Syd Mead dreams the future of Doha, Qatar


BBG's patron saint of design, Syd Mead, has released his latest vision of a future city: Doha, Qatar. Limpet dirigibles whale through the sky while oil barons cavort in martini glass sky parks.

As I am the luckiest person in the world — and beneficiary of the machinations of one Ms. Xeni Jardin — I will be sitting down with Mr. Mead tomorrow in his home to shoot an interview for Boing Boing TV. After I get done gushingly asking him to draw the future on my pot belly with a Sharpie, what would you like for me to ask him about?

Features: Qatar [ via PSFK via Treehugger]

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  1. The ironic thing? People in Qatar can’t see this post because Internet Qatar blocks BoingBoing.

  2. I would be interested to know more about how he gets the ideas for his art. Does he view the creations as practical inventions or a fun view of the future? Some of the concepts he throws down are pretty smokin’ cool and I wonder if in his mind he envisions real people interacting with these things.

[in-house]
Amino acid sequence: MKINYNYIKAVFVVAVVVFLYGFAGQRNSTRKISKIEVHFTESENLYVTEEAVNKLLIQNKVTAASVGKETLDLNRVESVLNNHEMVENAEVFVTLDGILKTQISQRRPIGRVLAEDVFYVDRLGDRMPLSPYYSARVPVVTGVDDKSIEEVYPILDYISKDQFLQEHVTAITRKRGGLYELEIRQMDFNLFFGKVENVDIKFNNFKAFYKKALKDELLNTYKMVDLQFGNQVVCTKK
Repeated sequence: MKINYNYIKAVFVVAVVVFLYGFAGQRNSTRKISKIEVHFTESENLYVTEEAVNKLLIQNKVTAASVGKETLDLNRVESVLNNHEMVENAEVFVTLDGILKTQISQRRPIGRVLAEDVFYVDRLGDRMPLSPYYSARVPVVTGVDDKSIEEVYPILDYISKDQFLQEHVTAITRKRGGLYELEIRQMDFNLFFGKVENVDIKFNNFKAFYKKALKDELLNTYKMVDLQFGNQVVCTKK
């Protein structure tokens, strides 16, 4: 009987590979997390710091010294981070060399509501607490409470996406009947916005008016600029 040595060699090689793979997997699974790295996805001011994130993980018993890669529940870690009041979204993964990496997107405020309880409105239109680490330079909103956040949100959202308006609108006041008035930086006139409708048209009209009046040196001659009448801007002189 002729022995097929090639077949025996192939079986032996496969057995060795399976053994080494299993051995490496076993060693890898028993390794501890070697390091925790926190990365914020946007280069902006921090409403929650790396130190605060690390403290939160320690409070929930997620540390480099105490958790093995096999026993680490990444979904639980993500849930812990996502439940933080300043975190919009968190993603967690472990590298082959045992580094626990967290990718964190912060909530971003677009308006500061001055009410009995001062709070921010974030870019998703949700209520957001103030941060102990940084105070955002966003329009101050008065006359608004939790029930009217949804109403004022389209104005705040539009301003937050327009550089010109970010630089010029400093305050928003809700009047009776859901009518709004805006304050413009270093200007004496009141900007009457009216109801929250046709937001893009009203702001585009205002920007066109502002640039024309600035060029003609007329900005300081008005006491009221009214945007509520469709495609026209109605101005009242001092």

3. Does he have any green building ideas we might steal?

    Solar panels, windmills, hydro-electric, green roofs — these things should all look cool by virtue of being relatively new inventions. But, somehow, they all look the same and kind of sucky.

    Teh future, we wantz it.

  4. Please ask if the DVD re-release of Kronolog is coming out any time soon. When I last saw him speak a few years ago, he said it was in the final stages of production; I’m looking for an update.

    Otherwise, nothing but love for Mr. Mead and his incredible immagination.

  5. I would be interested to know more about how he gets the ideas for his art. Does he view the creations as practical inventions or a fun view of the future? Some of the concepts he throws down are pretty smokin’ cool and I wonder if in his mind he envisions real people interacting with these things.

    Basically, you want to buy his Visual Futurist documentary DVD.

  6. Mead is probably the single greatest designer/futurist influence in my career, but I’ve always been conflicted about the blind optimism vs. the (often) ugly reality of the urban mega structures he designs. While I love his work, I think that his brand of mega-optimism is very much a holdover from the “golden age” of futurism of the 50s through the 70s – a time when there was less cynicism and more belief that technology would continuously improve nearly every aspect of our lives.